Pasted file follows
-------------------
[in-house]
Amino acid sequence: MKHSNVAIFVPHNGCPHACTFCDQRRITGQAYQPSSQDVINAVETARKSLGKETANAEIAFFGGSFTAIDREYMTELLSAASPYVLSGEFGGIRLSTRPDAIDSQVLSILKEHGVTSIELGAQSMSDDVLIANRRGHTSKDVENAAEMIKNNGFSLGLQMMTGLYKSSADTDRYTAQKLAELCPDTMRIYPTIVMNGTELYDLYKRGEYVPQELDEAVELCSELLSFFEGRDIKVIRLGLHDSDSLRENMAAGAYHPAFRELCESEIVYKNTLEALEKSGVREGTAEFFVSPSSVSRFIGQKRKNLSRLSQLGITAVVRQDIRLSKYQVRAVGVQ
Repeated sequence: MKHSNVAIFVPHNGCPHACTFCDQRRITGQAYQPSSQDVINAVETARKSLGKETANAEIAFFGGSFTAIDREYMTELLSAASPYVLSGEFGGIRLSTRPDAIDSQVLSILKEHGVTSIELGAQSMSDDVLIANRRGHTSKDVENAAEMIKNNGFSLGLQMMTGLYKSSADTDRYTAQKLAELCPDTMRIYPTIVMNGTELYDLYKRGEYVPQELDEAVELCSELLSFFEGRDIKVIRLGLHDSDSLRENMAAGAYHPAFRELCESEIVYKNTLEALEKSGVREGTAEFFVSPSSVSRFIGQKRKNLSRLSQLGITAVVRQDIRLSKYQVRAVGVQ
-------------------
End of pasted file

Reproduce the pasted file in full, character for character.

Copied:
[in-house]
Amino acid sequence: MKHSNVAIFVPHNGCPHACTFCDQRRITGQAYQPSSQDVINAVETARKSLGKETANAEIAFFGGSFTAIDREYMTELLSAASPYVLSGEFGGIRLSTRPDAIDSQVLSILKEHGVTSIELGAQSMSDDVLIANRRGHTSKDVENAAEMIKNNGFSLGLQMMTGLYKSSADTDRYTAQKLAELCPDTMRIYPTIVMNGTELYDLYKRGEYVPQELDEAVELCSELLSFFEGRDIKVIRLGLHDSDSLRENMAAGAYHPAFRELCESEIVYKNTLEALEKSGVREGTAEFFVSPSSVSRFIGQKRKNLSRLSQLGITAVVRQDIRLSKYQVRAVGVQ
Repeated sequence: MKHSNVAIFVPHNGCPHACTFCDQRRITGQAYQPSSQDVINAVETARKSLGKETANAEIAFFGGSFTAIDREYMTELLSAASPYVLSGEFGGIRLSTRPDAIDSQVLSILKEHGVTSIELGAQSMSDDVLIANRRGHTSKDVENAAEMIKNNGFSLGLQMMTGLYKSSADTDRYTAQKLAELCPDTMRIYPTIVMNGTELYDLYKRGEYVPQELDEAVELCSELLSFFEGRDIKVIRLGLHDSDSLRENMAAGAYHPAFRELCESEIVYKNTLEALEKSGVREGTAEFFVSPSSVSRFIGQKRKNLSRLSQLGITAVVRQDIRLSKYQVRAVGVQ